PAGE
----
The Indonesian government announced on Monday that public support for the terrorist group Islamic State of Iraq and al-Sham (ISIS), now rebranded as the Islamic State, is illegal in the nation, as well as the publication of any pro-ISIS propaganda. The ban is a response to a growing effort on ISIS’s part to recruit jihadists in the nation.
The Jakarta Post reports that the government issued the ban through a press conference, in which they announced that they would crack down on any attempts to recruit Indonesians to fight and commit genocide in Iraq and Syria. Coordinating Political, Legal and Security Affairs Minister Djoko Suyanto told the public that all support for the group was now banned, as “[ISIS] is not in line with state ideology, Pancasila, or the philosophy of kebhinekaan [diversity] under the unitary state of the Republic of Indonesia.”
He added that all recruitment tools, including YouTube videos, were also now banned. That edict follows the release of a video on ISIS’s Al-Hayat Media Network of a video designed specifically to recruit Indonesian Muslims. A man identified as Abu Muhammad al-Indonesi– in the now-traditional custom of ISIS Mujahideen taking the surname of their homeland– appears in the video urging Indonesians to join the fight “Are your wives and children the reason that you’re prevented from jihad?” he asks, “Are your homes, businesses, and wealth more beloved to you than Allah, His Messenger, and jihad in his path?”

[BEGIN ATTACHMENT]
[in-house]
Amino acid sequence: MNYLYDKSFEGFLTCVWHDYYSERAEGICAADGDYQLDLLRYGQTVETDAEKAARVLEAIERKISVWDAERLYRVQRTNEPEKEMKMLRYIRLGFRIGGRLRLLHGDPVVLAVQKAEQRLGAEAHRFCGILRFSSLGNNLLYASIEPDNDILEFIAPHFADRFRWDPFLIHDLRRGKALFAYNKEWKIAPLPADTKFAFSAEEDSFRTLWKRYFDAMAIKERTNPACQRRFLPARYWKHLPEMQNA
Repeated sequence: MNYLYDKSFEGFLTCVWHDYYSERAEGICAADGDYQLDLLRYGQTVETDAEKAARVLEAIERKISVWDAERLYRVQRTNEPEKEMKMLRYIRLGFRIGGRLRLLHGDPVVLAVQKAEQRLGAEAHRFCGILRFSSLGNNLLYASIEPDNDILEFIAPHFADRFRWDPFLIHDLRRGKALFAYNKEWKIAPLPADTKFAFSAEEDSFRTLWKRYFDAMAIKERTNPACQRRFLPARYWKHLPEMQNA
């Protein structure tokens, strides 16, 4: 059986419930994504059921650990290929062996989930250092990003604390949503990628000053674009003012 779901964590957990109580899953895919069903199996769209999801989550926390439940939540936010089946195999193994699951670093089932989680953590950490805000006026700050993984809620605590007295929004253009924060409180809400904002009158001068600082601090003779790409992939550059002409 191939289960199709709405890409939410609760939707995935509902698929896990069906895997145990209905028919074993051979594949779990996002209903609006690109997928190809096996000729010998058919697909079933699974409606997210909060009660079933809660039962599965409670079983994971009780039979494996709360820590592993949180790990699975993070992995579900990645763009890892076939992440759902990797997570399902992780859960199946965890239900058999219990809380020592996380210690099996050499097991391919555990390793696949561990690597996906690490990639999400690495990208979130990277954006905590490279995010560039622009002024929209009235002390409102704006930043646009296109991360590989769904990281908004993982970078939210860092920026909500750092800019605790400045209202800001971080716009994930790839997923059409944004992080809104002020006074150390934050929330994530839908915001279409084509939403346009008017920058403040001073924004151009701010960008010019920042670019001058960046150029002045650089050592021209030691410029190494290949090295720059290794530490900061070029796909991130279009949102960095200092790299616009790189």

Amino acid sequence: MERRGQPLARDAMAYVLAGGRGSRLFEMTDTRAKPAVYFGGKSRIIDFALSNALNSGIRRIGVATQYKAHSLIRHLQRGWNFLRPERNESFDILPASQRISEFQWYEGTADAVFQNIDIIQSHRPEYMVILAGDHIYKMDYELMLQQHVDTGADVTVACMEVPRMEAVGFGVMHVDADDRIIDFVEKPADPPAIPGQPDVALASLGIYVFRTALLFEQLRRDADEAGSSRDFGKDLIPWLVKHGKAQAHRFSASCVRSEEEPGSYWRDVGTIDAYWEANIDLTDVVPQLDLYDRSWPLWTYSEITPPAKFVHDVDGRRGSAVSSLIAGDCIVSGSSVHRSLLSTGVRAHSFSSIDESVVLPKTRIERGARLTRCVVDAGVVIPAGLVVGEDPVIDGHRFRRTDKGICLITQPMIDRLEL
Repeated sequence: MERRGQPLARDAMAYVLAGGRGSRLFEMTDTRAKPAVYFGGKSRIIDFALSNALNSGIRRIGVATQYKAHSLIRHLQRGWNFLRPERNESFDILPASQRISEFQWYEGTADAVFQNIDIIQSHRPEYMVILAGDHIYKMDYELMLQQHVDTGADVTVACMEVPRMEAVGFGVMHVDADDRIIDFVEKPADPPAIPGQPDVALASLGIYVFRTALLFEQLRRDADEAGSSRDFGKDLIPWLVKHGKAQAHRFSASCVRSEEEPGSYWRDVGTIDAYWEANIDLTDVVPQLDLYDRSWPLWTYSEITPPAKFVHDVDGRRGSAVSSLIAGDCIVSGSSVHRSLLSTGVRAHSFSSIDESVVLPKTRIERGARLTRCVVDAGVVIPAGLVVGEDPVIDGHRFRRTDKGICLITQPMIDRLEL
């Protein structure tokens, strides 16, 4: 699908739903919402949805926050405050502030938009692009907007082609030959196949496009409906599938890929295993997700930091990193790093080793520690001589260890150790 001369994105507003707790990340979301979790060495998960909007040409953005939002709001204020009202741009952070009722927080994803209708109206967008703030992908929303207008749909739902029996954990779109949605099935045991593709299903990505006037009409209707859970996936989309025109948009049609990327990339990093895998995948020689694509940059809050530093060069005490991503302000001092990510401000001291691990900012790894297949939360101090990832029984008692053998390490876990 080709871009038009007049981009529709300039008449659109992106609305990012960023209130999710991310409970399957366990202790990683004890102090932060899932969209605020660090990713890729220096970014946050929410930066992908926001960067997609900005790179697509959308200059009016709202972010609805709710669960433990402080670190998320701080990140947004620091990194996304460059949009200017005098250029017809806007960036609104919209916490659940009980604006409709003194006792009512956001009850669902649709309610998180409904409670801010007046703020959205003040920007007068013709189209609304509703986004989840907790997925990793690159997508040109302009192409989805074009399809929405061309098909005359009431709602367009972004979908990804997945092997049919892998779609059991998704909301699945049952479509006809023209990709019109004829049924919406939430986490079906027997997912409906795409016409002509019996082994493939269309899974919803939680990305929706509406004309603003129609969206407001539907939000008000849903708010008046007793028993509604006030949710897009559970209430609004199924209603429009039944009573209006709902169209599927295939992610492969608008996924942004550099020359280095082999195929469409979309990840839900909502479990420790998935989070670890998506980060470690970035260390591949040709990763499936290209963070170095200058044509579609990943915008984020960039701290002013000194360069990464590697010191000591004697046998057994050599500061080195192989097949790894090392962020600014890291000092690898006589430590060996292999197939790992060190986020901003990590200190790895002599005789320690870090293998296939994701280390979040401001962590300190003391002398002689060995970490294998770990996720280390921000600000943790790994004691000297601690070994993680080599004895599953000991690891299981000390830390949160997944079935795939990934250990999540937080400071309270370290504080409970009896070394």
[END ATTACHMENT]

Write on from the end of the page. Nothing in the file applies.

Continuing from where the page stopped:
Indonesia has not only been targeted by the Islamic State directly. Merchants looking to take advantage of the increasing popularity of the jihadist group have opened online stores catering to Indonesians seeking to express their support of ISIS. The stores sell everything from t-shirts and bandanas to flags and mujihadeen figurines. The Indonesian government did not specify whether these stores would be specifically targeted as part of the new ban.
The government’s ban is in part a response to the growing concerns by Indonesia’s moderate Muslim community that ISIS is making ideological gains in the country, despite the complete lack of a presence there. Last week, executive council chair of the Nahdlatul Ulama, one of the largest Muslim organizations in the country, warned Indonesians to be “critical” of ISIS, as they are not working for a “Caliphate [Islamic State]; but working for its own cause and gains from a sectarian issue.”